Australia has banned public meetings and non-essential travel as part of a series of restrictions in late March. Since then, local broadcasting has been curbed, with the epidemic now widely considered to be under control.
On Thursday, there were only 19 new infections, according to Johns Hopkins University, bringing the total number of cases reported in the country to 6,913, with 97 deaths.
Speaking on Friday at a press conference, Morrison said it was time to reopen the country.
“The next step forward will be the confidence and momentum that will see our economy get back on its feet and get the Australians back on their feet and move forward with confidence,” said Morrison.
According to Morrison, the relaxation of restrictions will be done in three stages. The first will allow for more connections between friends and family, allowing more people to gather at home and visit each other.
Morrison said pupils will likely be able to return to school, while restaurants, retail stores and cafes can reopen. Thirty people will be able to attend funerals and ten will be able to attend weddings.
In the second step, larger gatherings of up to 20 people will be admitted in places such as cinemas and galleries, while community sporting events and beauty salons can reopen.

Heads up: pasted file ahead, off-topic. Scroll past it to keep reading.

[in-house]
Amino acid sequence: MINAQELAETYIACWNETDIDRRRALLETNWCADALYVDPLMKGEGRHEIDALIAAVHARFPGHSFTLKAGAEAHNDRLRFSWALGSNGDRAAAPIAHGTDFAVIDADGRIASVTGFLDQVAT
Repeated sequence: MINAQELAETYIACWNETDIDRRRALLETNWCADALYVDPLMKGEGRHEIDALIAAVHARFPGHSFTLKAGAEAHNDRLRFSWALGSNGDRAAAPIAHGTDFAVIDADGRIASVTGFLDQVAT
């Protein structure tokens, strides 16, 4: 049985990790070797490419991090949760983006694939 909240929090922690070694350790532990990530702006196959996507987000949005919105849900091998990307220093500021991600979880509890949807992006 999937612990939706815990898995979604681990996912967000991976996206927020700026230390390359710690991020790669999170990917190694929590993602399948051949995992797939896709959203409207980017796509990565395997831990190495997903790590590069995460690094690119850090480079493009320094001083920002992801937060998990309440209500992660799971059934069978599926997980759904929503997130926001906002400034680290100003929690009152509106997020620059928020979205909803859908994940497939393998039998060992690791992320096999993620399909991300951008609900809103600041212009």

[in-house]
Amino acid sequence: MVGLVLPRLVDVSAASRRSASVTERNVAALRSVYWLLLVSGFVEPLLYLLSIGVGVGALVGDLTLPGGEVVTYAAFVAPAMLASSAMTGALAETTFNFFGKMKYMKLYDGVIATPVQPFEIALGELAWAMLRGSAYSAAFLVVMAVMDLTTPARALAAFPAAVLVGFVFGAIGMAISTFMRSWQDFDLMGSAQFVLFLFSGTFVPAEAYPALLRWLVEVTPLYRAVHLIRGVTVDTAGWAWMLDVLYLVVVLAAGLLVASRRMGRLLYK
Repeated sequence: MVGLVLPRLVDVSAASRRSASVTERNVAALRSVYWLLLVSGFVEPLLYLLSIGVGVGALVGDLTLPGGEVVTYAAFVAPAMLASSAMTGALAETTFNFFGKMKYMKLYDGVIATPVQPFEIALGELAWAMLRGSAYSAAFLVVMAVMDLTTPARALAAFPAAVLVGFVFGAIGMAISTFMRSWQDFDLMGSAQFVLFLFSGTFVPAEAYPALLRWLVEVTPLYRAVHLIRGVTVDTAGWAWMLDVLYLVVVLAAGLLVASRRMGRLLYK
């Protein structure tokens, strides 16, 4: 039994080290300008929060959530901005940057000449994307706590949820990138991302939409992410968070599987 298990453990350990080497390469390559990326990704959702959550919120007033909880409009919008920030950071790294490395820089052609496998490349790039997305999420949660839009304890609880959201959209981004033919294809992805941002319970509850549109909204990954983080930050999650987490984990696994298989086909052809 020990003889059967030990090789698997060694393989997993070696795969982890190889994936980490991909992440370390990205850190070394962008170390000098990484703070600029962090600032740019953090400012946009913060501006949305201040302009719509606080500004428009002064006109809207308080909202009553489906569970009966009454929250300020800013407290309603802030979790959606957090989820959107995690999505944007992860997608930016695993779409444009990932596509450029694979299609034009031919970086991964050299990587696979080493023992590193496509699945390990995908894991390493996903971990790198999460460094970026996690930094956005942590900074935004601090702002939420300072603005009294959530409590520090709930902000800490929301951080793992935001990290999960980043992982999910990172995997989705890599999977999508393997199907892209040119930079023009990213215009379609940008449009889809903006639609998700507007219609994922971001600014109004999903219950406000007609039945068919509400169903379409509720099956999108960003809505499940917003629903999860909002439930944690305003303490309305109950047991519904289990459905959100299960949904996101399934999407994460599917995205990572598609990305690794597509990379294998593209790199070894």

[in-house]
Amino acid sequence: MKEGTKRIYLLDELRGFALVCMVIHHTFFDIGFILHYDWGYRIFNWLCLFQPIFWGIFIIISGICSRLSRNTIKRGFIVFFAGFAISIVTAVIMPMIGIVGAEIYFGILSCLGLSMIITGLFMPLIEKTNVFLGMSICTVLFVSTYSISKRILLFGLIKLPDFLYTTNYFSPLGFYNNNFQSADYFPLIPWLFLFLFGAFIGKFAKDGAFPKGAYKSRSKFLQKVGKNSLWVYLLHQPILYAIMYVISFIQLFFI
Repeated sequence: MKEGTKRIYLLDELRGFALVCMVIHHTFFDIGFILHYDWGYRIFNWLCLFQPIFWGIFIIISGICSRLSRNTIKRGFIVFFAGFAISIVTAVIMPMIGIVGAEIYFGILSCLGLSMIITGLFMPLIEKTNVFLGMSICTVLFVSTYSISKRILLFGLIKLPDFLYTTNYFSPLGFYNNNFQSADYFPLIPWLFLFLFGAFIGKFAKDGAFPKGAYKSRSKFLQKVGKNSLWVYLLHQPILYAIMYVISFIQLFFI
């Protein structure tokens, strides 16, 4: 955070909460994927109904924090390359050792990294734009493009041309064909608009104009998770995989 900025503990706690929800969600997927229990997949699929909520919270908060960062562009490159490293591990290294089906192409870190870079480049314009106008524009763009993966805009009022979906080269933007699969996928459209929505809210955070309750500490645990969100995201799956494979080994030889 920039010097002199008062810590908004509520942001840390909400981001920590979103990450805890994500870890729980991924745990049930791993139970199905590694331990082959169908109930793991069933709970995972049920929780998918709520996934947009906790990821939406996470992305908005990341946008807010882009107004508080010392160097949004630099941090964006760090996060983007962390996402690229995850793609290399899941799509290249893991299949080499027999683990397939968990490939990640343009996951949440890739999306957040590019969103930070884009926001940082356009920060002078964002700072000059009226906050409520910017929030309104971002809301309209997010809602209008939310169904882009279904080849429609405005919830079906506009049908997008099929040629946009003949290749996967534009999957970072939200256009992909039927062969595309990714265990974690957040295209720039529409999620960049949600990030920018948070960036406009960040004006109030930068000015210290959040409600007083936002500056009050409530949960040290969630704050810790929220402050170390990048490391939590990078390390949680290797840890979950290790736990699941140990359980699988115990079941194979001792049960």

Finally, in the third phase, meetings of up to 100 people will be allowed and travel from one state to another will be allowed.
Morrison said there would be no precise timetable for the measures, with states and territories authorized to implement them at their own pace, but that the goal would be to move through all the stages to achieve a “Covid Safe Economy” within July of this year.
Australia is not the first country to ease restrictions on fewer and fewer coronavirus infections. Countries like Germany, Italy and Spain are already slowly returning to normal while China has eased many of its preventive measures.
Morrison said on Friday that more than a month, under widespread restrictions, had caused serious damage to the Australian economy.
Another million are leveraging their retirement savings early to stay afloat, according to Morrison.
“Right now so many Australians are hurting. Lives turned upside down. Painful separation from loved ones. Livelihoods that have spent a lifetime building, stripped,” he said.
But Morrison said he had also shown how Australia could unite in times of crisis. “Every Australian counts, every life, every job, every future”.
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